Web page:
So here’s what I learned. Having a positive outlook and staying optimistic is very important in life. When in a stressful situation it’s also key to keep your wits about you and think about what you need to do. I called the police and later had the presence of mind to take pictures. I have a mental checklist of what you need to do in an accident. I highly recommend you have this list and keep it on your phone or on a piece of paper in your glove compartment. Believe me, when you’re standing on the side of the road in a strange place you may not remember what these things are. Most importantly, I am alive and a car is replaceable. Your brain, by the way, is not like a hip or a knee; it is not replaceable. Things could have been a lot worse.
Here’s another thing I learned. Money is only money and it won’t give you back your life or your health or time. It made me think about how much joy I get working in my garden and walking the dogs and hanging out with friends. These things mostly don’t cost anything. But they do require good health. We have gotten used to living larger than necessary. We collect things and have too much stuff. When it comes right down to it our needs are small. We value good food and good company, friends and family and the dogs. I still have all of that, even if I have to rest for a while before I can get back to my normal busy and active life. I may be a bit quiet over the next few weeks. I have to be able to tell the doctor when I go back in two weeks that I did rest and stayed away from the computer and using my brain. Now let me go put my feet up and rest.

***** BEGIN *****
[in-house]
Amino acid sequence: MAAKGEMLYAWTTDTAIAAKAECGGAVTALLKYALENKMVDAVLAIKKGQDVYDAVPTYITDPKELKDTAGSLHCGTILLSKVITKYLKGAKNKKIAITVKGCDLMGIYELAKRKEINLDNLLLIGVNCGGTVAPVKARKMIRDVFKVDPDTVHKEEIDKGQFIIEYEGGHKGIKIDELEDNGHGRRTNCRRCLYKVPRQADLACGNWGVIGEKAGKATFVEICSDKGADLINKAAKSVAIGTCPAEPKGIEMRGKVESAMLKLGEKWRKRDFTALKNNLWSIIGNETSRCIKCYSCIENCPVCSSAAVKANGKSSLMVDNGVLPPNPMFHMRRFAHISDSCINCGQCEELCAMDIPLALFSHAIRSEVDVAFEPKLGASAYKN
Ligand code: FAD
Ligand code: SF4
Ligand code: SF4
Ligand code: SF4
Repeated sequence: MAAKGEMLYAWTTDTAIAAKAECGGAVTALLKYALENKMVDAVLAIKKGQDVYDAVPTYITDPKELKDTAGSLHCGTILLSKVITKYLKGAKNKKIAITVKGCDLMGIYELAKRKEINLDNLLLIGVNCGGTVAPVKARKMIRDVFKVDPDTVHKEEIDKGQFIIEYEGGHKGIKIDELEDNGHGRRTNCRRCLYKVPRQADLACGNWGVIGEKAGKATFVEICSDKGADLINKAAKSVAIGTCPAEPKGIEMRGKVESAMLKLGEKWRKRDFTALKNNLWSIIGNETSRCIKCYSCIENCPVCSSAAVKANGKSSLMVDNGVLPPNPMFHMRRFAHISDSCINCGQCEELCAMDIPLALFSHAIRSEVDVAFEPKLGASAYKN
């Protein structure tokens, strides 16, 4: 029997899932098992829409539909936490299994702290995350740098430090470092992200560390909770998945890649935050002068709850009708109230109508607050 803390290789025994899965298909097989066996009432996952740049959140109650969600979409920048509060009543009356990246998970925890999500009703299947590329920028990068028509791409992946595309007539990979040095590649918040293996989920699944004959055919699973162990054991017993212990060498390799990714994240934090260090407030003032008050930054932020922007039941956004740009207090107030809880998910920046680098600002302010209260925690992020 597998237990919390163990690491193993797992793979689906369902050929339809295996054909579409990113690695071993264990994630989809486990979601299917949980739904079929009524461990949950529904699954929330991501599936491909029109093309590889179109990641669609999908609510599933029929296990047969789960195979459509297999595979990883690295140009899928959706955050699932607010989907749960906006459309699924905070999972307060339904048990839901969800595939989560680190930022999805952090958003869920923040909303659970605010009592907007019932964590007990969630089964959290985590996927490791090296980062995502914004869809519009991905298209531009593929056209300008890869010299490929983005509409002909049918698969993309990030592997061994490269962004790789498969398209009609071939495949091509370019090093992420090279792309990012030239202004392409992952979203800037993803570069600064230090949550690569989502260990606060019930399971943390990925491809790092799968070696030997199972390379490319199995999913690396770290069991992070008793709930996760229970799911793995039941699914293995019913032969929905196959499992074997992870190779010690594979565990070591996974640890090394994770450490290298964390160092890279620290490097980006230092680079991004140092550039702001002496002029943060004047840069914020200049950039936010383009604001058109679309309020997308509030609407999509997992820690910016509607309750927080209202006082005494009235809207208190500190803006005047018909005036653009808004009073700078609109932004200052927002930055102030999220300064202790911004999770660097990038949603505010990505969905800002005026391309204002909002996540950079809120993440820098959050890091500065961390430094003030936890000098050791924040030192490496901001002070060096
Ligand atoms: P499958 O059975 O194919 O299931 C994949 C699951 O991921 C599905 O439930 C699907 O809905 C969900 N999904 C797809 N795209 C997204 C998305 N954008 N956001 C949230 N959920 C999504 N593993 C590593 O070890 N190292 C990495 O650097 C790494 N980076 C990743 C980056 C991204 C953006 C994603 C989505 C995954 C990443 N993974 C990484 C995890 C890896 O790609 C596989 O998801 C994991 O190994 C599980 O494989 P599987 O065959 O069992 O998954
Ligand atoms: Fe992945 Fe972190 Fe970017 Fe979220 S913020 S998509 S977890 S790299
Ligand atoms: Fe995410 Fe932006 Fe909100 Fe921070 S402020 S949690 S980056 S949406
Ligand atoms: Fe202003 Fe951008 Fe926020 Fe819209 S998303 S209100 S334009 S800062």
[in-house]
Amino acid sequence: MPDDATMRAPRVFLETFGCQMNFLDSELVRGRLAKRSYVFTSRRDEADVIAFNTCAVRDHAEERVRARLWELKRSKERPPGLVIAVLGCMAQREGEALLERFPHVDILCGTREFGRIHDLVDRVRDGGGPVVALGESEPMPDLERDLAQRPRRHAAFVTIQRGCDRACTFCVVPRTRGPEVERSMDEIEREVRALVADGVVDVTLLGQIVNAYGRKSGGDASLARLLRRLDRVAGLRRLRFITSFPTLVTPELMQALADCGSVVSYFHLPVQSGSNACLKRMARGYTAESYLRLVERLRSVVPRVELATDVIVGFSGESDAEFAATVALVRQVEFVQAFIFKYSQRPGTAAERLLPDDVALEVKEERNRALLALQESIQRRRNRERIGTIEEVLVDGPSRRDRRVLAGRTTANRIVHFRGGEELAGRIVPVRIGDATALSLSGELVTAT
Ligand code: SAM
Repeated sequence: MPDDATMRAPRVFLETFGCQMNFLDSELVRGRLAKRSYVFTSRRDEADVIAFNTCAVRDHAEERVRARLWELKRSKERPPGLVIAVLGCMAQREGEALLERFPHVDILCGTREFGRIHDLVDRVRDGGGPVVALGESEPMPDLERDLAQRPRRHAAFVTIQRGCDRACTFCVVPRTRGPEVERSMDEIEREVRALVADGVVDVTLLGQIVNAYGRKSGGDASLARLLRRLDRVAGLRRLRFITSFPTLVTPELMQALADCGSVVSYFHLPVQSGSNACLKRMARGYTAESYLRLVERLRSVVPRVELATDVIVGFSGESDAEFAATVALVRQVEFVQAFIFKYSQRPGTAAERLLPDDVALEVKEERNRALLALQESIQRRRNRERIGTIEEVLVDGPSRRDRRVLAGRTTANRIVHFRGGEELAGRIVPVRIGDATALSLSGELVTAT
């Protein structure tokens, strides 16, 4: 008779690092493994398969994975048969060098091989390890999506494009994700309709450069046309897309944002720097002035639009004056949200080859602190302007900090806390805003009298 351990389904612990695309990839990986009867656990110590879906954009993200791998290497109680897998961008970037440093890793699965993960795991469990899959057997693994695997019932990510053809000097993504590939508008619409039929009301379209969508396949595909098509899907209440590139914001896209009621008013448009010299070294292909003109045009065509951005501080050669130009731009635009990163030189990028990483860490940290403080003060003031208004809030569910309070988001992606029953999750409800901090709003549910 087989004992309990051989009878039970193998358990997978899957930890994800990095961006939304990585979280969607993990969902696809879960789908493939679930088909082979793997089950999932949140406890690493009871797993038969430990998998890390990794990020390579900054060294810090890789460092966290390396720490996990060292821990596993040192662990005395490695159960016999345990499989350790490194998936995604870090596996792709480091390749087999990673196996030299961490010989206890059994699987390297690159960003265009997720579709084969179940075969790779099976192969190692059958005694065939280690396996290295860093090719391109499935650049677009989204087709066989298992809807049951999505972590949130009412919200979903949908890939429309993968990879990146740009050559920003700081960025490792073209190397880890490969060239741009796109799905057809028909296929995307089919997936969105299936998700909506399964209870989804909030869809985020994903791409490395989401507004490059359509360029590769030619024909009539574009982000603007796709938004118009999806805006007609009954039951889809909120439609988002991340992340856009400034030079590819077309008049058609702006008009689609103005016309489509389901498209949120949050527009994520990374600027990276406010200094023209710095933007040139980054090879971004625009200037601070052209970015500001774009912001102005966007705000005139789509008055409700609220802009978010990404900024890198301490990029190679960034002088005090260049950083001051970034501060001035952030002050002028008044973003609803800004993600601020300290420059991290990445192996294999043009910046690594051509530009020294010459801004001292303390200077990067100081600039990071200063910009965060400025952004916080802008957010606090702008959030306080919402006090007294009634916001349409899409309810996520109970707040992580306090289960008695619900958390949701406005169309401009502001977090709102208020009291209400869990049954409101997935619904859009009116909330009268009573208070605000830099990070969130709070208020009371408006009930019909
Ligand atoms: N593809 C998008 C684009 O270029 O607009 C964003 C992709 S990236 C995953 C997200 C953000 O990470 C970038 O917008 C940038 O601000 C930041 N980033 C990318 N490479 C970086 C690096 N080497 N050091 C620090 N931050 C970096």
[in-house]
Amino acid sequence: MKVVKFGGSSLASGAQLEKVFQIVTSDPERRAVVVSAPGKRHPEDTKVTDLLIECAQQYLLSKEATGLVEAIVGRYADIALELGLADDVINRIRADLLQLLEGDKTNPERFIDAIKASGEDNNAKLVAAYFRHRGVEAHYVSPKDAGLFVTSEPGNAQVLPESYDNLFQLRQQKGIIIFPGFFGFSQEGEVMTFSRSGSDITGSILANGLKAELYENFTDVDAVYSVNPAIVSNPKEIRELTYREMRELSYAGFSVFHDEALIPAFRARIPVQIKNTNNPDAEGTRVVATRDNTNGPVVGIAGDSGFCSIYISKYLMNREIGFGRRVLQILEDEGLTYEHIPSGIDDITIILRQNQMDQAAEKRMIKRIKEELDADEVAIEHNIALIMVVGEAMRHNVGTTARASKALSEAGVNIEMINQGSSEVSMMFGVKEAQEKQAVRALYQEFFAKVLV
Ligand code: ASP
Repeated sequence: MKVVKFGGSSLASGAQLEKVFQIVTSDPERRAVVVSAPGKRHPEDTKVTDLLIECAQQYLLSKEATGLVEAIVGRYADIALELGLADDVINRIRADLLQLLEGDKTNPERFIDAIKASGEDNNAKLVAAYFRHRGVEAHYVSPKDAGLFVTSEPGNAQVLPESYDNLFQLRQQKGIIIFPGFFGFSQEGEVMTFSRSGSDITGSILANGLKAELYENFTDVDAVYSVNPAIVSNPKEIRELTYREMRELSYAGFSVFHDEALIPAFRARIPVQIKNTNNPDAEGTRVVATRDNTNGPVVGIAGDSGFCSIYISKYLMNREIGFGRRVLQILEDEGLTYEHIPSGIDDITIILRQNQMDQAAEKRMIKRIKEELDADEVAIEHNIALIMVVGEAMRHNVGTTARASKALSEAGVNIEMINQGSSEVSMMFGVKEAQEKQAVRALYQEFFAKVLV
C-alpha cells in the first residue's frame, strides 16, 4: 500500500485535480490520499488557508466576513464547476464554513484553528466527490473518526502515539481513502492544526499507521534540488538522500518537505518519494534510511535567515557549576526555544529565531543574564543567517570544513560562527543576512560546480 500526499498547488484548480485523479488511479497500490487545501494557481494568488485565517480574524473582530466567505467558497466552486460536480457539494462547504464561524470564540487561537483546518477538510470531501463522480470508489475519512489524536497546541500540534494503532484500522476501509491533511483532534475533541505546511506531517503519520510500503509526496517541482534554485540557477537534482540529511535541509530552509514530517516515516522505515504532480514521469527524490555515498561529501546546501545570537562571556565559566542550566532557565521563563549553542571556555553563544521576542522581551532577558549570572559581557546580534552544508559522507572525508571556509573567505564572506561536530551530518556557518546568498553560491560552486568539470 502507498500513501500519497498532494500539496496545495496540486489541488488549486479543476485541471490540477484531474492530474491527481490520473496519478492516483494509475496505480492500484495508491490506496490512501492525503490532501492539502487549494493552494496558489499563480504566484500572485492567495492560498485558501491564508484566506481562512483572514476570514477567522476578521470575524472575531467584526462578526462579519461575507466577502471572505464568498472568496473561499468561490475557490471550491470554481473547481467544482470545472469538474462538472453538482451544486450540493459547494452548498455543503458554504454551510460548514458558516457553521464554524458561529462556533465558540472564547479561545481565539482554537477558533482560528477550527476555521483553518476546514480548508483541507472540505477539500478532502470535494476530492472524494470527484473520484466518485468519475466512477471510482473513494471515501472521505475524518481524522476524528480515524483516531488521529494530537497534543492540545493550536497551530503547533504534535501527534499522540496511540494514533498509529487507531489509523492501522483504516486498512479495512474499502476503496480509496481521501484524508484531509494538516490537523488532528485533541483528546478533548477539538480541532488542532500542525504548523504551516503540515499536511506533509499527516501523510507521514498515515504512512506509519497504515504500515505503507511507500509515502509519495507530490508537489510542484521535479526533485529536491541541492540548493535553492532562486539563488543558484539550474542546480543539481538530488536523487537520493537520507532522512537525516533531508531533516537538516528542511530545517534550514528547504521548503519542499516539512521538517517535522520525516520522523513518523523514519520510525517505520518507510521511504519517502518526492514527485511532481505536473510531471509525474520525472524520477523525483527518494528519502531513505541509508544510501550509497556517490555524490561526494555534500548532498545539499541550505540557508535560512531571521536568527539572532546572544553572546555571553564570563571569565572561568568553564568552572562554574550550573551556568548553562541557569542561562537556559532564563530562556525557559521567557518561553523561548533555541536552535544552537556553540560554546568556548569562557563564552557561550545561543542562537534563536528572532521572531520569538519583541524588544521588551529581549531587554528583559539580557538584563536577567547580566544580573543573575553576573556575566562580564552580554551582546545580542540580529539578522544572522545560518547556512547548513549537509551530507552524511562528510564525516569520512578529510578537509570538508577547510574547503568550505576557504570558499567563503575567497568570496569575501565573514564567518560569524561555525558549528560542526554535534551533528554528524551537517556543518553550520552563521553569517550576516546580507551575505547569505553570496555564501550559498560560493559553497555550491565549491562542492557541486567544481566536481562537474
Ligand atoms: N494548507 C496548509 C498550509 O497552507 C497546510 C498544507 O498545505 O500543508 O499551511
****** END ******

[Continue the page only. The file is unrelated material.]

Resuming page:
4 thoughts on “A trip to the hospital, times two”
Oh my! I’m so happy I didn’t lose one of my BFFs in that accident and that you will be ok and that things will turn out ok. I’m glad Larry can come home and take care of things and of you. Hugs and enjoy knitting and not doing too much for a while. Hugs, BJ
Thank you for your kind thoughts. I have a renewed understanding for athletes who get hit on a regular basis.
Oh no, my dear! Very respectfully,
Lynn Saboe, BCC, CPC Board Certified Coach, Certified Professional Coach
http://lynnas2.wix.com/lynnsaboe > >
Hi Lynn. Thanks for visiting my blog. Hope all is well with you.